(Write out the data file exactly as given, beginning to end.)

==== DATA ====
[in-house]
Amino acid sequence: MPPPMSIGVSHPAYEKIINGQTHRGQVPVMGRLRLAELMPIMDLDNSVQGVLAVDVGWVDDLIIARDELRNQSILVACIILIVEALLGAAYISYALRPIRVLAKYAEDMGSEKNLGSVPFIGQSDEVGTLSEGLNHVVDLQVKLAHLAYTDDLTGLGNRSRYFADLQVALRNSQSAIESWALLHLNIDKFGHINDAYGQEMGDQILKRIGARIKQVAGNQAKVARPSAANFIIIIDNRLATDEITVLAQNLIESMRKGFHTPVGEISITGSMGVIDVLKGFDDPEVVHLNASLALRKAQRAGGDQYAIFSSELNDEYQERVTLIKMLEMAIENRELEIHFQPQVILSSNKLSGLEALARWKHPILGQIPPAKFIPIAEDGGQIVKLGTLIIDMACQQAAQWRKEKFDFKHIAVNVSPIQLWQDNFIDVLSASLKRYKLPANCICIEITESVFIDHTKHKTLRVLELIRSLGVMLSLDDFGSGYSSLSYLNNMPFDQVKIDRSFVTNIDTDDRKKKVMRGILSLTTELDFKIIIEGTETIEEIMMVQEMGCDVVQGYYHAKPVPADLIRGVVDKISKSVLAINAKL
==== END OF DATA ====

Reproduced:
[in-house]
Amino acid sequence: MPPPMSIGVSHPAYEKIINGQTHRGQVPVMGRLRLAELMPIMDLDNSVQGVLAVDVGWVDDLIIARDELRNQSILVACIILIVEALLGAAYISYALRPIRVLAKYAEDMGSEKNLGSVPFIGQSDEVGTLSEGLNHVVDLQVKLAHLAYTDDLTGLGNRSRYFADLQVALRNSQSAIESWALLHLNIDKFGHINDAYGQEMGDQILKRIGARIKQVAGNQAKVARPSAANFIIIIDNRLATDEITVLAQNLIESMRKGFHTPVGEISITGSMGVIDVLKGFDDPEVVHLNASLALRKAQRAGGDQYAIFSSELNDEYQERVTLIKMLEMAIENRELEIHFQPQVILSSNKLSGLEALARWKHPILGQIPPAKFIPIAEDGGQIVKLGTLIIDMACQQAAQWRKEKFDFKHIAVNVSPIQLWQDNFIDVLSASLKRYKLPANCICIEITESVFIDHTKHKTLRVLELIRSLGVMLSLDDFGSGYSSLSYLNNMPFDQVKIDRSFVTNIDTDDRKKKVMRGILSLTTELDFKIIIEGTETIEEIMMVQEMGCDVVQGYYHAKPVPADLIRGVVDKISKSVLAINAKL